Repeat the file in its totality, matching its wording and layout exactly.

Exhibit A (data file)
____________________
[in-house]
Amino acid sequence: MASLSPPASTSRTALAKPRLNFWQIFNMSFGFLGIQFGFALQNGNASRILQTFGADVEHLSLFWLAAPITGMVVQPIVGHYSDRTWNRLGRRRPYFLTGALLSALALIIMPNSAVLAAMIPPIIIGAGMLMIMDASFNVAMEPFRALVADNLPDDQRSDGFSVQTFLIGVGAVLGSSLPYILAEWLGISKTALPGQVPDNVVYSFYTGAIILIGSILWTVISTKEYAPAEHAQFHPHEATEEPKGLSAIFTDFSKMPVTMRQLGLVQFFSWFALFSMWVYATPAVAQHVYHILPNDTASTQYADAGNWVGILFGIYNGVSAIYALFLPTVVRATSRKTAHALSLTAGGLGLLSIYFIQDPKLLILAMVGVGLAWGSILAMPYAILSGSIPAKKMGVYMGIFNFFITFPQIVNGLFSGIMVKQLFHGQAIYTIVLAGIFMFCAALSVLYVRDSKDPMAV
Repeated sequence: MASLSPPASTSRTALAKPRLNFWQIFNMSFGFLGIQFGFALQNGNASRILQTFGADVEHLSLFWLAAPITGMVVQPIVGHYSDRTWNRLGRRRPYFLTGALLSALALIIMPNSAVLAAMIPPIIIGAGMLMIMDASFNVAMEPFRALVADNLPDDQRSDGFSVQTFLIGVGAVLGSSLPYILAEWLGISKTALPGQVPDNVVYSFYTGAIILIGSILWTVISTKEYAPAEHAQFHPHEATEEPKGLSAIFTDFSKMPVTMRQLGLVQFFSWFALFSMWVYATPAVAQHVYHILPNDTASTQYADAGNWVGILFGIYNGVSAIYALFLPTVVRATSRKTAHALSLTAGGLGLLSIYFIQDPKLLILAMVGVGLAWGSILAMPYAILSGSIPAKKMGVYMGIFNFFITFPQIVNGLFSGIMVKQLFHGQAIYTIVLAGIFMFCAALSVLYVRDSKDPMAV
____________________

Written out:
[in-house]
Amino acid sequence: MASLSPPASTSRTALAKPRLNFWQIFNMSFGFLGIQFGFALQNGNASRILQTFGADVEHLSLFWLAAPITGMVVQPIVGHYSDRTWNRLGRRRPYFLTGALLSALALIIMPNSAVLAAMIPPIIIGAGMLMIMDASFNVAMEPFRALVADNLPDDQRSDGFSVQTFLIGVGAVLGSSLPYILAEWLGISKTALPGQVPDNVVYSFYTGAIILIGSILWTVISTKEYAPAEHAQFHPHEATEEPKGLSAIFTDFSKMPVTMRQLGLVQFFSWFALFSMWVYATPAVAQHVYHILPNDTASTQYADAGNWVGILFGIYNGVSAIYALFLPTVVRATSRKTAHALSLTAGGLGLLSIYFIQDPKLLILAMVGVGLAWGSILAMPYAILSGSIPAKKMGVYMGIFNFFITFPQIVNGLFSGIMVKQLFHGQAIYTIVLAGIFMFCAALSVLYVRDSKDPMAV
Repeated sequence: MASLSPPASTSRTALAKPRLNFWQIFNMSFGFLGIQFGFALQNGNASRILQTFGADVEHLSLFWLAAPITGMVVQPIVGHYSDRTWNRLGRRRPYFLTGALLSALALIIMPNSAVLAAMIPPIIIGAGMLMIMDASFNVAMEPFRALVADNLPDDQRSDGFSVQTFLIGVGAVLGSSLPYILAEWLGISKTALPGQVPDNVVYSFYTGAIILIGSILWTVISTKEYAPAEHAQFHPHEATEEPKGLSAIFTDFSKMPVTMRQLGLVQFFSWFALFSMWVYATPAVAQHVYHILPNDTASTQYADAGNWVGILFGIYNGVSAIYALFLPTVVRATSRKTAHALSLTAGGLGLLSIYFIQDPKLLILAMVGVGLAWGSILAMPYAILSGSIPAKKMGVYMGIFNFFITFPQIVNGLFSGIMVKQLFHGQAIYTIVLAGIFMFCAALSVLYVRDSKDPMAV